Monday, 27 April 2015

Nepal earthquake and 'panic'

The international community is now beginning to respond to the devastating earthquake in Nepal at the weekend. So far nearly 4000 people have been killed and over 6500 injured, with 4 million affected (although these casualty figures will probably rise as more remote areas are reached and the true scale of the damage is discovered). The media focus seems to be rightly shifting to the international aid response, and this is a welcome development, as not only are there thousands of people in desperate need in an already impoverished region, but again I would argue that the initial media reports of 'panic' are yet again not supported by events on the ground.

Media expectation of 'panic'
On 27/4/15, Radio 4's Today  programme included an interview with a British PhD student based in Nepal (interview begins about 2:14:40 into the programme). In it he explicitly rejected the notion when asked by the interviewer if there was 'panic' & instead focussed on how people cooperated with each other;
'while people were scared, I wouldn't necessarily call it panic... people were trying to help whenever they saw people in need'
This is supported by the image below of people helping clear rubble & rescue survivors in Kathmandu  and the general lack of police or military uniforms in the photo (I can only see one person wearing camouflage clothing) leads me to believe that there was general cooperation amongst bystanders in the aftermath of the earthquake- a concept known as 'zero-responders', that I have looked at in previous  blog posts.

People free a man from the rubble of a destroyed building after an earthquake hit Nepal, in Kathmandu, Nepal, 25 April 2015

'Panic' or evacuation?
Another more specific way in which panic has been used, also needs picking apart, as again I don't think it stands up to scrutiny. For example, there have been media descriptions of people 'panicking' as they fled buildings during the aftershocks, and there is quite an evocative video clip article, where BBC journalist Justin Rowlatt is caught in the middle of an aftershock and people fleeing buildings for open ground are clearly visible. However, he also rightly points out that 'earthquakes don't kill people, buildings do'. This is a basic tenet of safe evacuation behaviour during earthquakes, and seeing that the area where the earthquake happened is prone to such tremors, I would imagine that the local residents are familiar with such procedures. Therefore, far from being irrational 'panic', I would say that evacuating already weakened buildings during an aftershock is an example of sensible evacuation behaviour, possibly something that locals had learnt from previous education as to what is the safest behaviour in earthquakes. Another example of this is the photograph below of people evacuating a building in Lucknow, northern India, which is near the border with Nepal. Within the story that accompanies this picture is the following quote;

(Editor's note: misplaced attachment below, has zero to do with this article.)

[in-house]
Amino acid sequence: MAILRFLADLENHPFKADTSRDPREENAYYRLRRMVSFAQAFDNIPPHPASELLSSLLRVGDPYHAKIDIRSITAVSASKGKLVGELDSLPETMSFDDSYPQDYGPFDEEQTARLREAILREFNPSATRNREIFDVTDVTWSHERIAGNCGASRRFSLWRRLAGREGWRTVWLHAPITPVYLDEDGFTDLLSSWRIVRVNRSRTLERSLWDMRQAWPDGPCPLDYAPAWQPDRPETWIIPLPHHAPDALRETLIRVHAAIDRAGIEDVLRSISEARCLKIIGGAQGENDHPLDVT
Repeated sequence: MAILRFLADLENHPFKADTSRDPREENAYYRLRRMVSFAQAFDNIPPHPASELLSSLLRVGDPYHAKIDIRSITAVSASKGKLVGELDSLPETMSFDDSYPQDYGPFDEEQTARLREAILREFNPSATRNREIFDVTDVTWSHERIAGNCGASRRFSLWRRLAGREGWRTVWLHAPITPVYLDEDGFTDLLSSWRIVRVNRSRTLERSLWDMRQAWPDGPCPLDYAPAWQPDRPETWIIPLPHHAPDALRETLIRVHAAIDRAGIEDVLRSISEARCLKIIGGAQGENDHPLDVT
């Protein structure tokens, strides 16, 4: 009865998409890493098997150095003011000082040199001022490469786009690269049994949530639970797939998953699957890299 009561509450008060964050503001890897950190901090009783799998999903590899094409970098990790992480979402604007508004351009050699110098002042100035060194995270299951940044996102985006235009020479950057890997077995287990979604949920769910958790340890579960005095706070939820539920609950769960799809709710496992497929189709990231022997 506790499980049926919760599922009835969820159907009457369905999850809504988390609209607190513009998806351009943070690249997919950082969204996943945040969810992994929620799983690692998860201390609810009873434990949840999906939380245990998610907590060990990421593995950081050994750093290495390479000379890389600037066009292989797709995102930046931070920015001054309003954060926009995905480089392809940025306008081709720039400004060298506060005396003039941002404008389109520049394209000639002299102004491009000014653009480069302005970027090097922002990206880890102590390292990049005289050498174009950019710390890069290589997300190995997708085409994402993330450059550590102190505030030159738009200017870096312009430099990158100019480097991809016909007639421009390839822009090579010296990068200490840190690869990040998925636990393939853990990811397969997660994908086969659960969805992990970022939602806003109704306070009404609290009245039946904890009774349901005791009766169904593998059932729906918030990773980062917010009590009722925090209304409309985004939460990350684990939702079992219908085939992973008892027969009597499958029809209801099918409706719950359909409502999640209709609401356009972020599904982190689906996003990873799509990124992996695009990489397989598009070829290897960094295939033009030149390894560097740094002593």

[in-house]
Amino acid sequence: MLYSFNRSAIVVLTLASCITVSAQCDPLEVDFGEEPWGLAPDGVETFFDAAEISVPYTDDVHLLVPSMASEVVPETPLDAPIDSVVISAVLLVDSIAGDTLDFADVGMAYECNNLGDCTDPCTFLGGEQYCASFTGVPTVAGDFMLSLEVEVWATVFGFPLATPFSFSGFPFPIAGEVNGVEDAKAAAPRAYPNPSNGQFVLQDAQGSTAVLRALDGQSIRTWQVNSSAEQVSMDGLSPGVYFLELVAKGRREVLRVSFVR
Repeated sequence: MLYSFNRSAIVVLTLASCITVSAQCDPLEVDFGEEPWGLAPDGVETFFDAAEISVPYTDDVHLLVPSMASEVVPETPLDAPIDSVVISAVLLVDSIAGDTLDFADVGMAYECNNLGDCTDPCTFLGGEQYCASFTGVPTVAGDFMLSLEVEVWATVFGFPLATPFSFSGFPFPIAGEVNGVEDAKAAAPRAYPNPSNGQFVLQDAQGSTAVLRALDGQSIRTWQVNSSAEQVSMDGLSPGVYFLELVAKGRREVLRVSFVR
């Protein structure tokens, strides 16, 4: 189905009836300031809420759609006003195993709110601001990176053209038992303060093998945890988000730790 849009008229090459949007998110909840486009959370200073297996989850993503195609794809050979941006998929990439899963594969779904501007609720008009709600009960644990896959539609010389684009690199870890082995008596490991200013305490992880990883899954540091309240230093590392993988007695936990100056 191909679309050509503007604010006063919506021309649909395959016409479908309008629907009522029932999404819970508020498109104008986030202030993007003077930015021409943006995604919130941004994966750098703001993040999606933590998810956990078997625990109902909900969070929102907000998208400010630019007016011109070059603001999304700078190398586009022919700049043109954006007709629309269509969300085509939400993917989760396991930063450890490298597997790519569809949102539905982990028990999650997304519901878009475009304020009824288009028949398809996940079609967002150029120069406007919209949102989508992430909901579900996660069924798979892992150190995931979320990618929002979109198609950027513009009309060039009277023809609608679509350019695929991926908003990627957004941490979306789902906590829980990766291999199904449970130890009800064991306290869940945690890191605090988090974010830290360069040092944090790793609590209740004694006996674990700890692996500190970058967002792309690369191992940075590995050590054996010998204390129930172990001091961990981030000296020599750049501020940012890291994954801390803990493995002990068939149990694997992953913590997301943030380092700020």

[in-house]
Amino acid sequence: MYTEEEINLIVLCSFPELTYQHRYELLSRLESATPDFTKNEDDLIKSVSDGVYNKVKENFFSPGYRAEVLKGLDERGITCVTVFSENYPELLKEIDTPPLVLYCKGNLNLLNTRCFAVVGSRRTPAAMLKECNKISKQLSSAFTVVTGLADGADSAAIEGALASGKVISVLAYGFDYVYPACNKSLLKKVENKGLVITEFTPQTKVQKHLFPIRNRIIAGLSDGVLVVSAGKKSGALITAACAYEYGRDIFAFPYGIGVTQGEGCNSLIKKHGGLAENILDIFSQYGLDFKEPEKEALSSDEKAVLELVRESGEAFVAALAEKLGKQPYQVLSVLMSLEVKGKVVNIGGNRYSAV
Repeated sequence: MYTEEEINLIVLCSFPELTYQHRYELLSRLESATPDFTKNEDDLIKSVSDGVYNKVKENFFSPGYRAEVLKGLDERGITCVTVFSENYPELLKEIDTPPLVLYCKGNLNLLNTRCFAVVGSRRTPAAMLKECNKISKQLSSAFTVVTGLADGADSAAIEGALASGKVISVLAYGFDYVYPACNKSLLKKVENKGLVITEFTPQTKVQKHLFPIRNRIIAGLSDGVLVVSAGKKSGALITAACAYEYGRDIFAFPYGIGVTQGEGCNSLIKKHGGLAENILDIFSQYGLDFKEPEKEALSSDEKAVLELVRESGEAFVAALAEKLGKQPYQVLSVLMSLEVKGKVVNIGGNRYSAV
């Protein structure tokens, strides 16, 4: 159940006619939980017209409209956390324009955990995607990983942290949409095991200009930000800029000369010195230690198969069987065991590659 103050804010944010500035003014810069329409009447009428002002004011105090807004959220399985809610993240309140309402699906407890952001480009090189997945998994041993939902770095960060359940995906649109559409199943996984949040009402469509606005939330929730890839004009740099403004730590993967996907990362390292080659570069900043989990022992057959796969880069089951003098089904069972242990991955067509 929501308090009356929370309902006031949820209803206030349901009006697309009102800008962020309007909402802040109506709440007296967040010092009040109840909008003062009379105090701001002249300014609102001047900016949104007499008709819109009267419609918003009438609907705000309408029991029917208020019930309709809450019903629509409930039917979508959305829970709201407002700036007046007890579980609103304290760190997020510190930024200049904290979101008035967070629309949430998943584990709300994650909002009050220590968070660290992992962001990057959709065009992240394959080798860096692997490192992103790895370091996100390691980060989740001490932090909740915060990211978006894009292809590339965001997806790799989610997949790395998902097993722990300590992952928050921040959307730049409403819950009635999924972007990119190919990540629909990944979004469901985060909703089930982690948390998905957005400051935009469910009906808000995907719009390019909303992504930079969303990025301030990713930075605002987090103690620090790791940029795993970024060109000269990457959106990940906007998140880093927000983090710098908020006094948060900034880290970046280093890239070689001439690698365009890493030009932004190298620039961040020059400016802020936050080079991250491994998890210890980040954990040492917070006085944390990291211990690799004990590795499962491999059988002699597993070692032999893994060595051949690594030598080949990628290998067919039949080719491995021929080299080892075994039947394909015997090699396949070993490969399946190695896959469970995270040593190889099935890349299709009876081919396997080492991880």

'Panic gripped people who came out of their houses, buildings, hospitals and shopping complexes to take shelter in open as they felt earthquake tremors'
However, from a more detailed look at the picture, I can't see expressions of fear on anyone's faces (some even appear to be smiling), and there doesn't seem to be any running or pushing that might be associated with a 'panicked' evacuation.

The Disasters and Emergency Committee has now set up an appeal for donations, and hopefully international aid will soon reach those affected by this awful tragedy. I am also relieved that media descriptions of 'panicked' reactions to the earthquake now seem to be receding, but I do wish that they wouldn't immediately jump into using the term, as it rarely matches up with people's actual behaviour and just perpetuates the myths about crowd behaviour that I and other colleagues in this field seem to spend so much time trying to unpick.